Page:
I’ve read some about it. I’ve heard stories in my youth from my Mom, Dad, Aunties and Uncles about how bad it was. Now, in 2009, the economy is the word. People are feeling the effects. regular folks, white privileged folks, that have never had to worry about being unemployed are losing their jobs left and right. They say they’ll have to cut back.

During the 1930’s depression, so many people were homeless because they lost their jobs and income, then their homes. They lived in their cars where they stopped as they had no money to buy gasoline to power them to anywhere. They lived on the streets. Food was begged for in soup kitchens, shared in community pots and stolen from windowsills and gardens.

This wasn’t the extent of it. This is what it was for so many. Compared to the 1930’s depression, this economic slump is nothing. Even the poor shop in the same grocery store as the people with money. They may buy different things to stretch their dollars, but they shop shoulder to shoulder.

A bathroom and running water is available, publicly, to almost every person in America. Every Wal Mart and McDonald’s has a bathroom. And in each of these, they use potable water to flush the toilet. You can drink the water, and not get sick, right from the faucet, and it is even heated. Imagine, warm water flowing freely, and you get to use all of it you want, and the economy is bad.

Being poor is relative. Having a depression is relative. In my last post about a public arts high school and a friend of mine, I started the story by mentioning my worldly possessions on the auction block. I remember once in 1976 we were so broke I couldn’t pay the rent. I had an old Toyota, a 1962 Corolla, and I had to sell it. I couldn’t afford advertisements in the paper. I wrote hand printed posters for bulletin boards but no buyer came forward. I ended up going to a car dealer and sold a perfectly good automobile that was easily worth $2000.00 for a check, written to me that day, for $400.00.

I was willing to give up some material things, and sacrifice them, and be humiliated by the buyer, so my family could enjoy shelter and food.

I know it’s a tough go for so many. It’s not a concern for others when you or your own family is struggling with financial problems. But it seems that not too many I know are willing to part with anything to get through the tough times. Or for that matter, willing to do what work they could to have some income.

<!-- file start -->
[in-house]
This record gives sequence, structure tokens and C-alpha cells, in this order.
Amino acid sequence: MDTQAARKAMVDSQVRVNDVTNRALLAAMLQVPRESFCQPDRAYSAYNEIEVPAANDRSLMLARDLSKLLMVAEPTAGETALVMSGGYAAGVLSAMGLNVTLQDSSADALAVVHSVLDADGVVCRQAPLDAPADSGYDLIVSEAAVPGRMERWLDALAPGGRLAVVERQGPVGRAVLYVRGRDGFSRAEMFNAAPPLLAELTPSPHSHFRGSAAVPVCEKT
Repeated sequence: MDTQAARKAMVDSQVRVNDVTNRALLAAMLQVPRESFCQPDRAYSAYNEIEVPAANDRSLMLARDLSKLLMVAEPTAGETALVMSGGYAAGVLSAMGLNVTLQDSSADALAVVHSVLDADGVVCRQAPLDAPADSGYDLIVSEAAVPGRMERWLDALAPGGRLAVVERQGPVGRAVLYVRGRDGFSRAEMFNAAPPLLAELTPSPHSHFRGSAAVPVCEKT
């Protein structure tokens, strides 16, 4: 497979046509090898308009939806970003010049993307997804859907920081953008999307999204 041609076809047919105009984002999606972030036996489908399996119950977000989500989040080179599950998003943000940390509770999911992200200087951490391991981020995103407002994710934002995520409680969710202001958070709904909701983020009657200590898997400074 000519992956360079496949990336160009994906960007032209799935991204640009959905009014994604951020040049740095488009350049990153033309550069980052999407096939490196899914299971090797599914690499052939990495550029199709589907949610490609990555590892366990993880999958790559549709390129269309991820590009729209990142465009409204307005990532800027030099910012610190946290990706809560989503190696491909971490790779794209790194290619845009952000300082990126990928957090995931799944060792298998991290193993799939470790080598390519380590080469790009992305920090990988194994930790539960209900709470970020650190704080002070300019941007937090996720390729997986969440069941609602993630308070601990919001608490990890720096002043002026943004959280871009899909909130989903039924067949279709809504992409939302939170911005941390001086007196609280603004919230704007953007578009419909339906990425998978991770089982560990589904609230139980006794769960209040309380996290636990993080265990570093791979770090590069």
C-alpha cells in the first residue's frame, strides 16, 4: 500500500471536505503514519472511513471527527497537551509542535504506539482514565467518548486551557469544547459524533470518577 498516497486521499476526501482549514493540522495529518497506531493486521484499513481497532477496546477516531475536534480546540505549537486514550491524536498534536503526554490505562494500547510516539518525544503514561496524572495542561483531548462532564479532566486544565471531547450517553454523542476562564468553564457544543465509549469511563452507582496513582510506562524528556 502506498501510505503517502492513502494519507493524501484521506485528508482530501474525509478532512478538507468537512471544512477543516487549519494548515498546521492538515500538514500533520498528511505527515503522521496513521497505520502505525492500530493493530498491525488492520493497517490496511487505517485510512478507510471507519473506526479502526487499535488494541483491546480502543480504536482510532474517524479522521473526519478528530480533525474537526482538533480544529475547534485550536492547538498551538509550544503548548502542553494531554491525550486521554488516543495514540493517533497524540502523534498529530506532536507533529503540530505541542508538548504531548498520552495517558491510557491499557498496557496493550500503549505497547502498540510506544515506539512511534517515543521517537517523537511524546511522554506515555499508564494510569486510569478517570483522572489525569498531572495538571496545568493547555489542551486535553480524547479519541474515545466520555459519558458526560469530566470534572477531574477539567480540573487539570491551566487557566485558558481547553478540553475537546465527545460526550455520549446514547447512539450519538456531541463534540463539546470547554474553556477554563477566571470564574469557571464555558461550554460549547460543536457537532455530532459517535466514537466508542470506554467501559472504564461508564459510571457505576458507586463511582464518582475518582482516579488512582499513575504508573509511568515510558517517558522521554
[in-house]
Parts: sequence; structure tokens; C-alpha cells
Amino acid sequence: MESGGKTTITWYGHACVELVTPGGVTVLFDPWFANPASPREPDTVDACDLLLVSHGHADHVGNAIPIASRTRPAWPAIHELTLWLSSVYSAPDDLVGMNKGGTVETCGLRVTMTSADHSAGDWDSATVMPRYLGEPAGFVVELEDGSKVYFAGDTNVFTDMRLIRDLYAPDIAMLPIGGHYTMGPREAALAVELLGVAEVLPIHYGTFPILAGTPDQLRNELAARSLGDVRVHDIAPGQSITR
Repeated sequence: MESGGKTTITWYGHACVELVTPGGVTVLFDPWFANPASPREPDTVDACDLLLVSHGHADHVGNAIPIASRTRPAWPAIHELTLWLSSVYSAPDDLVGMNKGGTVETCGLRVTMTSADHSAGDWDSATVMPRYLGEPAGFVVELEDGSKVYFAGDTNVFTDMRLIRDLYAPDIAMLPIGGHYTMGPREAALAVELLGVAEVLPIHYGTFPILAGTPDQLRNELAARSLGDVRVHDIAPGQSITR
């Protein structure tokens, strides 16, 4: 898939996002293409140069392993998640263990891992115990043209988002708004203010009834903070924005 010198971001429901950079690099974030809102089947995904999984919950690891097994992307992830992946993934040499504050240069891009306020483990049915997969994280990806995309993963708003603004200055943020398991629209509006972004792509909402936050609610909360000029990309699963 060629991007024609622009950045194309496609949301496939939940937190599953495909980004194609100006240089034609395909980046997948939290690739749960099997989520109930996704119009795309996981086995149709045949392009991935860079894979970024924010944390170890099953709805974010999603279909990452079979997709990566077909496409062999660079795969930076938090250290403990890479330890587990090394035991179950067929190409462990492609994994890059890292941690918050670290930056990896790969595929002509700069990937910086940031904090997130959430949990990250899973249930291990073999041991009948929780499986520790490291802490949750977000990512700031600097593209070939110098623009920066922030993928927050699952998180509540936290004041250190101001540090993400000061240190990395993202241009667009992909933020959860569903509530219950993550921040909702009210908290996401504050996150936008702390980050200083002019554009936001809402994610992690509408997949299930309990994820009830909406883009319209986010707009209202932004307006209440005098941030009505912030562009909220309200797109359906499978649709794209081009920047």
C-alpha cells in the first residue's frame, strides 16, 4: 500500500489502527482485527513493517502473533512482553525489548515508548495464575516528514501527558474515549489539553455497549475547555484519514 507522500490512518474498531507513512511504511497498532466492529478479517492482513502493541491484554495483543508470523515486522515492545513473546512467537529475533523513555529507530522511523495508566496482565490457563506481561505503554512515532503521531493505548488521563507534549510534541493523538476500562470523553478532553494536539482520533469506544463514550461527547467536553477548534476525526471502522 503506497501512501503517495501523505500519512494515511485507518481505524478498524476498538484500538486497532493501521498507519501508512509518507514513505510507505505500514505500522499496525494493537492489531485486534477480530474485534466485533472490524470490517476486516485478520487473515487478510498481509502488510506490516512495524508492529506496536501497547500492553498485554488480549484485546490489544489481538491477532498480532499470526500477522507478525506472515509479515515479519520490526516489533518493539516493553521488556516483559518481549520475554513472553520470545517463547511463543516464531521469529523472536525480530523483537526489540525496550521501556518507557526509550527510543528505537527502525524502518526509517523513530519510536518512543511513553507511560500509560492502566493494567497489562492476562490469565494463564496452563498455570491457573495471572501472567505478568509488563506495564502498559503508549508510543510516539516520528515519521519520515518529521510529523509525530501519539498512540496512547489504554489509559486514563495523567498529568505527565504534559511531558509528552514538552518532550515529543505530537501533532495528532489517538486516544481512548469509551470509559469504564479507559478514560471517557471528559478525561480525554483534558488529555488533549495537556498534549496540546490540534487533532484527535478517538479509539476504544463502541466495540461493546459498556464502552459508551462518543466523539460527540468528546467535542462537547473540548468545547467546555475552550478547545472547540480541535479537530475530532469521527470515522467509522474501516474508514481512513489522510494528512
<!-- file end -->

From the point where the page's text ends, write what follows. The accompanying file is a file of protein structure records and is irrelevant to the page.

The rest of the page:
I once sorted tomatoes as day labor to receive a check after eight hours at minimum wage. My wife has worked jobs for half the minimum wage as the government said she’d make tips and didn’t need to be paid the actual minimum wage. That was the law in Colorado. I’m not sure if that’s still how they do it or not, but they did in the early 1990’s.

I’ve sat on a bench waiting for my name to be called for a job that paid the minimum allowed by law and expenses taken out for a ride to the site where the ditch digging was taking place. I’ve sold my wife’s diamond earrings, the ones she didn’t want in the first place because she thought them extravagant, and other items of value that were just that, items. Fishing gear, hunting rifles, bicycles, clothing. You name it, I sold it.Things we certainly could live without. Be damned at the hard work and expense of buying them. Give them away for a pittance to maintain a semblance of order in the way of food and shelter.

My point is that the media and folks sit and talk about their money and the way it ebbs and flows into and out of their pockets, bitching and complaining about how bad they have it. There are others that have had it worse for years, right here in the United States.